Passengers wait to board a northbound Congress-Milwaukee "A" train of PCC 6000-series stock near the LaSalle-Clark mezzanine at the east end of Lake Transfer station (later renamed Clark/Lake) in late 1958. Note the transfer stamp machine on the right and the sign telling riders they can transfer to the Loop "L" upstairs at Clark/Lake. For a larger view, click here. (Photo from the Graham Garfield Collection)

Clark/Lake (100W/200N)
LaSalle Street and Lake Street, Loop

Service Notes:

Blue Line: Milwaukee-Dearborn Subway

Accessible Station

Transfer Station

Owl Service

Quick Facts:


124 W. Lake Street (subway station, Thompson Ctr/203 N. LaSalle entrance)

191 N. Wells Street (Wells/Lake entrance)

Established: February 25, 1951
Original Line: Milwaukee-Dearborn Subway
Previous Names: Lake Transfer

Skip-Stop Type:


Rebuilt: 1986-96
Status: In Use


Lake Transfer (not to be confused with Lake Street Transfer on the Lake Street Line) was typical of all the Dearborn and State Street subway stations. Described at the time as of a "modern design" (really somewhere between art deco and art moderne), the mezzanine stations -- the main mezzanine entrance being at LaSalle-Clark/Lake, with an auxiliary mezzanine entrance at Wells/Lake -- had smooth concrete floors and ceilings and white glazed tile walls (sometimes referred to as "structural glass"). The fare control booths were of stone walls with a small ventilation grate near the bottom and glass windows on all four sides. Turnstiles were steel. The platforms had red no-slip concrete floors, curved concrete ceilings and I-beam steel columns. Fluorescent lights and illuminated station signs hanging from the ceilings finished the decoration. Still, when compared to the ornate subways of New York, London or Paris (built at least several decades before), these stations seem starkly utilitarian.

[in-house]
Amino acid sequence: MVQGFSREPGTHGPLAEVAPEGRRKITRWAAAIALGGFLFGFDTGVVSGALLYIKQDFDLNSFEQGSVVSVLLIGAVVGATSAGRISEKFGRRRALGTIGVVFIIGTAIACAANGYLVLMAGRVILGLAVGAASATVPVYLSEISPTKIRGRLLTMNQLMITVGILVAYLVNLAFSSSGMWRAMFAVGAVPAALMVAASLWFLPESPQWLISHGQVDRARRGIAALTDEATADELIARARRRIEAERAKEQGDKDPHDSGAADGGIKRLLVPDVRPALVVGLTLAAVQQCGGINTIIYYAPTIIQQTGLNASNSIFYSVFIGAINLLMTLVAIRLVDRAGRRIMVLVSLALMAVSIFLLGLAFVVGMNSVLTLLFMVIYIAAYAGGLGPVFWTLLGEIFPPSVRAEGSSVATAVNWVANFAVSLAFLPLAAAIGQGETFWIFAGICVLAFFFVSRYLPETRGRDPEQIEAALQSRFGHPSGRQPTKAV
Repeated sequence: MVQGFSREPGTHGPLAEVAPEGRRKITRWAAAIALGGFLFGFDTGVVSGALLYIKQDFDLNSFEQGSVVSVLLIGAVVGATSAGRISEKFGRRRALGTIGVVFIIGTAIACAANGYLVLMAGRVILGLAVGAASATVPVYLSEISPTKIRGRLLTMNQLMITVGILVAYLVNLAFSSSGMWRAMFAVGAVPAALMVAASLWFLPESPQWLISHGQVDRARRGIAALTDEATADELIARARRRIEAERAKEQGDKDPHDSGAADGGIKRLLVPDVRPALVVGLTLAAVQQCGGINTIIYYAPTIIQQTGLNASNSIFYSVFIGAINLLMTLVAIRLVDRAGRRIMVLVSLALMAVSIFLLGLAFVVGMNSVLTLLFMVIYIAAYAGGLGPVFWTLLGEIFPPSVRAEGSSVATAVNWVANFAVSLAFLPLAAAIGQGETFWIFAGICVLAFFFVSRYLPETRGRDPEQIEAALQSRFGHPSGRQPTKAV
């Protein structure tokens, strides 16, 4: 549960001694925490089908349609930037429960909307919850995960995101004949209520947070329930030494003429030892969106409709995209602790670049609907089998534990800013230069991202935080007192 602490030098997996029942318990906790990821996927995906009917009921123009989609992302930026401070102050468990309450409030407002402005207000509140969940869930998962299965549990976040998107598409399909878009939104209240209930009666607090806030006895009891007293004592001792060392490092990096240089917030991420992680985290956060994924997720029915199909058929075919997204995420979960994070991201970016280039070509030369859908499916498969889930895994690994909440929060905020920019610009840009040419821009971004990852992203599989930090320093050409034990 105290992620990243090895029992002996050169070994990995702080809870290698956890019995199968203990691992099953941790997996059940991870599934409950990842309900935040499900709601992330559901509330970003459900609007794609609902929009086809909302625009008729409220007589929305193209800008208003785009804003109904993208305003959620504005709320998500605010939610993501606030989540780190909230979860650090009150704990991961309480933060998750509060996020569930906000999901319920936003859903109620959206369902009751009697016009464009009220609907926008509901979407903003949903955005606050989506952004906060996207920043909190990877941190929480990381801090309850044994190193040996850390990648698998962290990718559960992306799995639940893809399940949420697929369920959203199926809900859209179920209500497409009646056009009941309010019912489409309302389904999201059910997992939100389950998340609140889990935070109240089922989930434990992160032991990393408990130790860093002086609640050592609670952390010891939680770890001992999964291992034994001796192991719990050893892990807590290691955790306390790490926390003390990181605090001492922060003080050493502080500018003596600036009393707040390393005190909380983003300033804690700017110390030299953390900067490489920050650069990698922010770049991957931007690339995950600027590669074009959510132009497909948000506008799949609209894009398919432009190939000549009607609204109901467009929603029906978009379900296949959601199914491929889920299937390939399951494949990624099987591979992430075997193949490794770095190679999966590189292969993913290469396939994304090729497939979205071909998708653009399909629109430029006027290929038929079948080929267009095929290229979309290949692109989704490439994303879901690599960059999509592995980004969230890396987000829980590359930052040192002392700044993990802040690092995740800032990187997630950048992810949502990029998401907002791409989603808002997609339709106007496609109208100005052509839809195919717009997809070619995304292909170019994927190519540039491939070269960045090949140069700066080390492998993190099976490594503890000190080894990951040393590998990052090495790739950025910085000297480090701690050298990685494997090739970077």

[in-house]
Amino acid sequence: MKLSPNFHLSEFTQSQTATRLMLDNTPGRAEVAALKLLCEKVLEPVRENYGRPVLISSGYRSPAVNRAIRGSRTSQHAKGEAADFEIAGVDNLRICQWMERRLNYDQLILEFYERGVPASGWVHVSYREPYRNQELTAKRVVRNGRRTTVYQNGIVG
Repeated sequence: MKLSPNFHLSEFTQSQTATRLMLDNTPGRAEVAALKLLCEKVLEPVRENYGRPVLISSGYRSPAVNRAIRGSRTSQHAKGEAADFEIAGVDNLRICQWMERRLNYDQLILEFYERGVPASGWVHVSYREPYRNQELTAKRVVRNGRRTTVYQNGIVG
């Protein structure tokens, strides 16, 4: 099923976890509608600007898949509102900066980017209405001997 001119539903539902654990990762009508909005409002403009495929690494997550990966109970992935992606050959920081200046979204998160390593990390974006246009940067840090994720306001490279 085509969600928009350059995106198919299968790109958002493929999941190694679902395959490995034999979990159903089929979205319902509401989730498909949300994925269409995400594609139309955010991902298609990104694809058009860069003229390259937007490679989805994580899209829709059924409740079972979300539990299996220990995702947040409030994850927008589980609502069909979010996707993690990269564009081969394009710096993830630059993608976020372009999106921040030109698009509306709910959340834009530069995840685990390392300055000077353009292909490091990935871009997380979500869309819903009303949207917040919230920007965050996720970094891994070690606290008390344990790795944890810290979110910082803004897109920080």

Though much of the structural work of the Dearborn subway was concurrent with that of State Street's, which opened in 1943, the Dearborn line's was held up until 1951 due to wartime materials shortages. Even then, it was only open at the north end, with cars forced to turn around at LaSalle/Congress until the south end's completion seven years later.

Lake Transfer has served for its entire life as a transfer point between the Loop "L" and the Milwaukee-Dearborn Subway (hence its name, Lake Transfer) in various configurations. When Lake Transfer opened in 1951, free transfers were issued between the subway exit at Wells/Lake and the Loop at Randolph/Wells' original entrance over Couch Place, a 1/2 block away. This continued for seven years until the West-Northwest through-route was created with the Congress and Douglas lines in 1958. At that time, transfers between Lake Transfer and Randolph/Wells were discontinued. Transfers 'up' from the subway to the "L" were inaugurated between Lake Transfer and Clark/Lake (1/2 block east of Lake Transfer's LaSalle-Clark mezzanine), although 'down' transfers from the Loop to the subway were prohibited here (these were accomplished between State/Van Buren and Jackson-Van Buren/Dearborn). In 1969, a new through-routing once again brought a change to the transfer policy between the Loop and the Milwaukee-Dearborn Subway. With the beginning of West-South Route (Lake-Dan Ryan) service, all transfers -- both 'up' and 'down' -- were changed to between Lake Transfer and Clark/Lake. The final change came two years later when the "L"-to-subway transfer booth at Lake Transfer was moved from the platform to the LaSalle-Clark mezzanine.